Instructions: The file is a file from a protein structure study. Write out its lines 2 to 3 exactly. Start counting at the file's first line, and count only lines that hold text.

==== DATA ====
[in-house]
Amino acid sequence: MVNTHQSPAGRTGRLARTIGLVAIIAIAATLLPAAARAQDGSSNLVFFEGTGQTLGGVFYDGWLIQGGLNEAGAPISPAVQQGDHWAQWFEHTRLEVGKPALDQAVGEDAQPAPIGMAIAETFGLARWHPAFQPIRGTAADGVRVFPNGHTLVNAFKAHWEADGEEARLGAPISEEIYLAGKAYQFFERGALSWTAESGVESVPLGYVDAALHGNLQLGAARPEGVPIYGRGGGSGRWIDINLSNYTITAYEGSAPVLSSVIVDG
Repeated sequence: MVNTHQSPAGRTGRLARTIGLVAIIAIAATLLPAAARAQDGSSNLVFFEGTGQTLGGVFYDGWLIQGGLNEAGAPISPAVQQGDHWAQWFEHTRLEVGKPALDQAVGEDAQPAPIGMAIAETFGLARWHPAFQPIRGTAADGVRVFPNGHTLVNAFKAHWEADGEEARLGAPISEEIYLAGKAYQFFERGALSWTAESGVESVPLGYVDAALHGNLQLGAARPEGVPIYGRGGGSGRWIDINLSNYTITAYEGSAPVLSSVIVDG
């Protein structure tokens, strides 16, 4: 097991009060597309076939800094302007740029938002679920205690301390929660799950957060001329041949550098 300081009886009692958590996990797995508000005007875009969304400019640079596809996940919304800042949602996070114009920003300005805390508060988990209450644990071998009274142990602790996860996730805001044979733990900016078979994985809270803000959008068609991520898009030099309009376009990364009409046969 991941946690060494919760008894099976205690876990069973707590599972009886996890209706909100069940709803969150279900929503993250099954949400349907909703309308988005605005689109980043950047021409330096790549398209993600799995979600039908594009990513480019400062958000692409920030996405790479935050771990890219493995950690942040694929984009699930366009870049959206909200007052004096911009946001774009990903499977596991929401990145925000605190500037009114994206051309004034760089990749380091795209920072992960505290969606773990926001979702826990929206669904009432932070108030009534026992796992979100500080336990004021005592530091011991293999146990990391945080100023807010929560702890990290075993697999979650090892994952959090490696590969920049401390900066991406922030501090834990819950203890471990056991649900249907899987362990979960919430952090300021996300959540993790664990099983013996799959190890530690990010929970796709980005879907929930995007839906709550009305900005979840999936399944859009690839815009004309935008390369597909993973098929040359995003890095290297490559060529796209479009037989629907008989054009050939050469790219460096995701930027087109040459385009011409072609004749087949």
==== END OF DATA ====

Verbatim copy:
Amino acid sequence: MVNTHQSPAGRTGRLARTIGLVAIIAIAATLLPAAARAQDGSSNLVFFEGTGQTLGGVFYDGWLIQGGLNEAGAPISPAVQQGDHWAQWFEHTRLEVGKPALDQAVGEDAQPAPIGMAIAETFGLARWHPAFQPIRGTAADGVRVFPNGHTLVNAFKAHWEADGEEARLGAPISEEIYLAGKAYQFFERGALSWTAESGVESVPLGYVDAALHGNLQLGAARPEGVPIYGRGGGSGRWIDINLSNYTITAYEGSAPVLSSVIVDG
Repeated sequence: MVNTHQSPAGRTGRLARTIGLVAIIAIAATLLPAAARAQDGSSNLVFFEGTGQTLGGVFYDGWLIQGGLNEAGAPISPAVQQGDHWAQWFEHTRLEVGKPALDQAVGEDAQPAPIGMAIAETFGLARWHPAFQPIRGTAADGVRVFPNGHTLVNAFKAHWEADGEEARLGAPISEEIYLAGKAYQFFERGALSWTAESGVESVPLGYVDAALHGNLQLGAARPEGVPIYGRGGGSGRWIDINLSNYTITAYEGSAPVLSSVIVDG